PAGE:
University Says Missouri Professor Stole — And Sold — A Grad Student's Work
A graduate student's innovative and potentially lucrative idea for getting drugs to the eye is at the center of a lawsuit filed by the University of Missouri system against a former pharmaceutical professor. The school says Ashim Mitra patented the student's idea and sold it in a deal potentially worth millions.
The lawsuit comes months after the Food and Drug Administration gave approval to a dry-eye drug called Cequa — which the university says is based on work done by Dr. Kishore Cholkar when he was a graduate student under Mitra at the University of Missouri-Kansas City School of Pharmacy.
Cequa, the school says, "is expected to compete for a substantial portion of a multi-billion-dollar annual market."
The curators of the University of Missouri are suing Mitra, his wife and two pharmaceutical companies, accusing them of appropriating Cholkar's work. The school says it owns Cholkar's invention. It alleges Mitra and the drug companies — Sun Pharmaceutical and Auven Therapeutics — conspired to keep all of the profits for themselves.
Mitra has already made more than $1.5 million from the drug, the lawsuit says, citing his deal with Auven, a pharmaceutical development company. After Mitra and Auven obtained a patent for the drug, the suit says, Auven sold "all of the intellectual property for a $40 million payment, as well as ongoing royalties, to Sun Pharma, a large multi-national pharmaceutical conglomerate."
"All of this occurred without any disclosure to—let alone approval from—the University," the lawsuit states.
Responding to the lawsuit, Mitra sent a statement to member station KCUR in which he called the university's claim "unexpected and disappointing." (KCUR is licensed to the University of Missouri Board of Curators and is an editorially independent community service of the University of Missouri, Kansas City.)
Mitra said he can "unequivocally prove" that the eye drug breakthrough "was conceptualized by myself and the rightful co-creators."
"Dr. Kishore Cholkar is an accomplished student of mine who wrote a paper on other aspects of the Cyclosporine formulation after the patent had already been submitted to the FDA for approval," Mitra said. "It is clear to see that both him and UMKC are now trying [to] reap the benefits of the tireless work myself and others have put in to make this a success."
The suit also has an international aspect, listing Auven Therapeutics as being based in the U.S. Virgin Islands, with subsidiaries in Switzerland. And it says Sun Pharmaceutical Industries Ltd. is based in Mumbai, India.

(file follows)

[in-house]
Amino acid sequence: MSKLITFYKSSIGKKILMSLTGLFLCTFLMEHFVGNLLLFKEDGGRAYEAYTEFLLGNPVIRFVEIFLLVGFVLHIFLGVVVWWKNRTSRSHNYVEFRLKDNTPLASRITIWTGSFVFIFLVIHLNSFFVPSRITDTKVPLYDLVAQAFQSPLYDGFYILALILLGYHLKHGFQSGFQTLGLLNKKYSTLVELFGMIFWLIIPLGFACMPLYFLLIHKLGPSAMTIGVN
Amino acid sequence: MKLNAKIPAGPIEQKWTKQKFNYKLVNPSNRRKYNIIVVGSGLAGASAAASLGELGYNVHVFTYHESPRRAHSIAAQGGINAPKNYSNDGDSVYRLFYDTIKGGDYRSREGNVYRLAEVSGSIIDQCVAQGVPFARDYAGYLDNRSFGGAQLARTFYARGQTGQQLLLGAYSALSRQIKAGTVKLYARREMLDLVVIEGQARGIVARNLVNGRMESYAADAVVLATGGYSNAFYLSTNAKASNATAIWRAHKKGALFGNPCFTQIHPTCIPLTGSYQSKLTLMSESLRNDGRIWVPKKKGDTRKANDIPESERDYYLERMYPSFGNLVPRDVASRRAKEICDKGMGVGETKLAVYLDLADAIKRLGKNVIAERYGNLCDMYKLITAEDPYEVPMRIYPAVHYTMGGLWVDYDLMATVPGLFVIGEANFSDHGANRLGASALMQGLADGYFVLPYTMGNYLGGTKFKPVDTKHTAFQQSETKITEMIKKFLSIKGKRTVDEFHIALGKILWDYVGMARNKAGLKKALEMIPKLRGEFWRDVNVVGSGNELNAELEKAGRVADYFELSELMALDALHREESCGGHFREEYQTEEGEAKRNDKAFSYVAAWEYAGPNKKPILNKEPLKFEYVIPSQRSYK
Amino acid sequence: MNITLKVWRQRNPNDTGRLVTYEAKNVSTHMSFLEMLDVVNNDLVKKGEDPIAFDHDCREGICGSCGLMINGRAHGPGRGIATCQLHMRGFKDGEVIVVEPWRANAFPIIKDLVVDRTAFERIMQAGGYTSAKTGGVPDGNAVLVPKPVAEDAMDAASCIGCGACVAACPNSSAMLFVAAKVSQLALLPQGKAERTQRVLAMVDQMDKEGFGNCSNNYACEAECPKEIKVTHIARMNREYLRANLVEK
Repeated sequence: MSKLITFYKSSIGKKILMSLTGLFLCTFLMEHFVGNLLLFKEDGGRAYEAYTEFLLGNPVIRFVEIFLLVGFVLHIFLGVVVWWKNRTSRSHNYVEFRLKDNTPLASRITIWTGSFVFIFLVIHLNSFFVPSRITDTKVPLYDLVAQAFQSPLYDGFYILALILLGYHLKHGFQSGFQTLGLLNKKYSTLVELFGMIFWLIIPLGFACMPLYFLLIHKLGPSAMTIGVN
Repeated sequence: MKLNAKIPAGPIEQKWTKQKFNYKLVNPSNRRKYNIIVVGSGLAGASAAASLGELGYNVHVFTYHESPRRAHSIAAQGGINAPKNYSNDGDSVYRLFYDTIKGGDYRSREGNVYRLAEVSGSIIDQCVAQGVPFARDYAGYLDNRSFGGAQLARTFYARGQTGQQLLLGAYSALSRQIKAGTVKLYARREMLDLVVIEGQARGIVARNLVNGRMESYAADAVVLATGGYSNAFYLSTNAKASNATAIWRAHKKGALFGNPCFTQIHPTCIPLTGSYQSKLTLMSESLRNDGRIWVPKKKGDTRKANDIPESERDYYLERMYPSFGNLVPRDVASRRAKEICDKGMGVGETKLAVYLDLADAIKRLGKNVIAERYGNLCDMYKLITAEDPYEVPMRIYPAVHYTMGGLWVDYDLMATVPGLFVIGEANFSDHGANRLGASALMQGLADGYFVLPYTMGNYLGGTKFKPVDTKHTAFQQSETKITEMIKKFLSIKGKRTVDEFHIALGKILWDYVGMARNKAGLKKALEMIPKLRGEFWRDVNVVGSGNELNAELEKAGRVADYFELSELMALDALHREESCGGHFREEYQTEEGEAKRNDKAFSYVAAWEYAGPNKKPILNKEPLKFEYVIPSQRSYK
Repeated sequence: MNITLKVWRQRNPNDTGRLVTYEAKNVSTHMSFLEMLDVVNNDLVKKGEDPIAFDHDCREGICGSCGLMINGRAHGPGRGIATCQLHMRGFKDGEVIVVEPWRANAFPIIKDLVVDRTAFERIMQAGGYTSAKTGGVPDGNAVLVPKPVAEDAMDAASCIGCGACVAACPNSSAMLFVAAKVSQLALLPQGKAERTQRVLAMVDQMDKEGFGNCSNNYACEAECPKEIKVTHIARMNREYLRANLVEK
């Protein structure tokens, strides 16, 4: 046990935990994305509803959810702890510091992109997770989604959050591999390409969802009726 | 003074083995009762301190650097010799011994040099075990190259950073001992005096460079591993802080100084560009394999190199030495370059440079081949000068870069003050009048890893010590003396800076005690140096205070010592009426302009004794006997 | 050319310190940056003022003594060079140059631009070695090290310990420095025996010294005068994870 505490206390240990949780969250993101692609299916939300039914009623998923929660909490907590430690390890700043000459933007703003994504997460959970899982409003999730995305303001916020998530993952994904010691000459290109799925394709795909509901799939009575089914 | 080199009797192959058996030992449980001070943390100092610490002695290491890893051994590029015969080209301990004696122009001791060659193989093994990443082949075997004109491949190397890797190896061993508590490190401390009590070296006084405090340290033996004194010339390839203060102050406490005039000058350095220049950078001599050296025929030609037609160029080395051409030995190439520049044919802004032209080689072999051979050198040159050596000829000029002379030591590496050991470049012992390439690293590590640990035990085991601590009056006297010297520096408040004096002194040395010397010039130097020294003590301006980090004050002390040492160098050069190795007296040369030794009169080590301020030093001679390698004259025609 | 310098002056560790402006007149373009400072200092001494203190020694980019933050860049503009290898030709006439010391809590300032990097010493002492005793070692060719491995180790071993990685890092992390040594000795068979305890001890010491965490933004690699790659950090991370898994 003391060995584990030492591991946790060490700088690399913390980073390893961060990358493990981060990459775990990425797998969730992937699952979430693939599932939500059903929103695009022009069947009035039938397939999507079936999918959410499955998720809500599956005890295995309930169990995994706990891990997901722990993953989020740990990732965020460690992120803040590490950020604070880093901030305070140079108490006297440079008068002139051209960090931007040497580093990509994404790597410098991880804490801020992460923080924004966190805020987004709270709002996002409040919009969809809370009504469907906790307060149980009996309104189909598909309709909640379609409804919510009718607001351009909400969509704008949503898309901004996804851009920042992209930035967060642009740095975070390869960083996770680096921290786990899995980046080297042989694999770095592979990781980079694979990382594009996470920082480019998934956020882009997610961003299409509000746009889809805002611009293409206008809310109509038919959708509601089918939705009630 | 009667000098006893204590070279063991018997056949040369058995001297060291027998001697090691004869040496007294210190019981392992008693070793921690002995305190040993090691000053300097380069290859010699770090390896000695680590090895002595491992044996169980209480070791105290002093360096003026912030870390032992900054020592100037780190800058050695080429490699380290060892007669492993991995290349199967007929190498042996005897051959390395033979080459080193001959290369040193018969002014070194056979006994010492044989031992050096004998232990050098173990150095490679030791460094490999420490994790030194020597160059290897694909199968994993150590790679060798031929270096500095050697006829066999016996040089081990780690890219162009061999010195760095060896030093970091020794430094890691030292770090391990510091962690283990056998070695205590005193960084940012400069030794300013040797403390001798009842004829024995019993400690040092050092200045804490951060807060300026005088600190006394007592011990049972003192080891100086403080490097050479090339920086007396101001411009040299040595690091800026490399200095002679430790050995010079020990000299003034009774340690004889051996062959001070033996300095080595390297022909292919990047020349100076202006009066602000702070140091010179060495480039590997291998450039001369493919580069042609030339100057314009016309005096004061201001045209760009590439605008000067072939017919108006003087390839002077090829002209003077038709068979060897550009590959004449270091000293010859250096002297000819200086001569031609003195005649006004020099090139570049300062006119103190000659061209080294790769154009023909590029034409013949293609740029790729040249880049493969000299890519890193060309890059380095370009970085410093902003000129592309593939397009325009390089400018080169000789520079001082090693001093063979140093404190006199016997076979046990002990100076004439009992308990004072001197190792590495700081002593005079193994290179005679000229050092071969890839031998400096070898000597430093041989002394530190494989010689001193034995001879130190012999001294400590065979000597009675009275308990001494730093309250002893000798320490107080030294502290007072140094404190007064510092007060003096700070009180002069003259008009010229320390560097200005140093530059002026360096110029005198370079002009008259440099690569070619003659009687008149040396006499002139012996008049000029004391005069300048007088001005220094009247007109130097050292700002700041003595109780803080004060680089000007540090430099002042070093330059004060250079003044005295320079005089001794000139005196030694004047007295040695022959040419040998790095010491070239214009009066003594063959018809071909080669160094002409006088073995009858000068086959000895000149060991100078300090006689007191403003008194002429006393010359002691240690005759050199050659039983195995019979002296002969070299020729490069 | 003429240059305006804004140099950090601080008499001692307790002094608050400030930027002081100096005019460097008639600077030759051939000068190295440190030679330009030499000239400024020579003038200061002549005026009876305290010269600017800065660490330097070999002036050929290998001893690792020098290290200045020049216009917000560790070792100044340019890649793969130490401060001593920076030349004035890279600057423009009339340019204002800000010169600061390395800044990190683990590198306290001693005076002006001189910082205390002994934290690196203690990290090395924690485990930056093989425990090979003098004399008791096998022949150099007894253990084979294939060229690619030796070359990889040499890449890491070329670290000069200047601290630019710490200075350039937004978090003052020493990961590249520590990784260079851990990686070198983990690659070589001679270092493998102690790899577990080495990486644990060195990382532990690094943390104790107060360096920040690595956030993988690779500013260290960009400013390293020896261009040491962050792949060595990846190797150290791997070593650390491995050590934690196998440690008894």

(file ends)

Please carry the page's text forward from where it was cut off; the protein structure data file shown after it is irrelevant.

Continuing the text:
The lawsuit alleges that Auven intentionally avoided discussing its plans for the drug with anyone at the university other than Mitra — and that the company would have known the professor had "a clear conflict of interest," the lawsuit states.
University Of Missouri curators are now asking a federal court to name Cholkar as the rightful inventor on the drug's patents and declare the university's ownership interest in the work. They're also seeking damages from Mitra, and the companies involved, and Mitra's wife, Ranjana, who has worked both at the pharmaceutical school and in a consulting business with her husband.
The school alleges that Mitra, a tenured professor at the school who previously served on its patent committee, breached the terms of his employment.
Mitra started working at the University of Missouri-Kansas City School of Pharmacy in August 1994. He reached an agreement to resign in January, after an internal investigation into potential violations of the university's faculty conduct standards. His resignation will be final on March 31, 2019.
Mitra came under scrutiny in 2018 because of allegations that he used his leverage as a tenured professor to pressure students — particularly students from his native India — into performing menial tasks for him.
As KCUR's Laura Ziegler reported last month:
"The Kansas City Star reported on the investigation last fall, talking to dozens of students who claimed that Mitra had threatened their student status and even their student visa status if they refused to do household chores. Students reported being asked to clean Mitra's flooded basement, take care of his dog and serve food at Indian cultural events. One student described the work as 'modern slavery.' "
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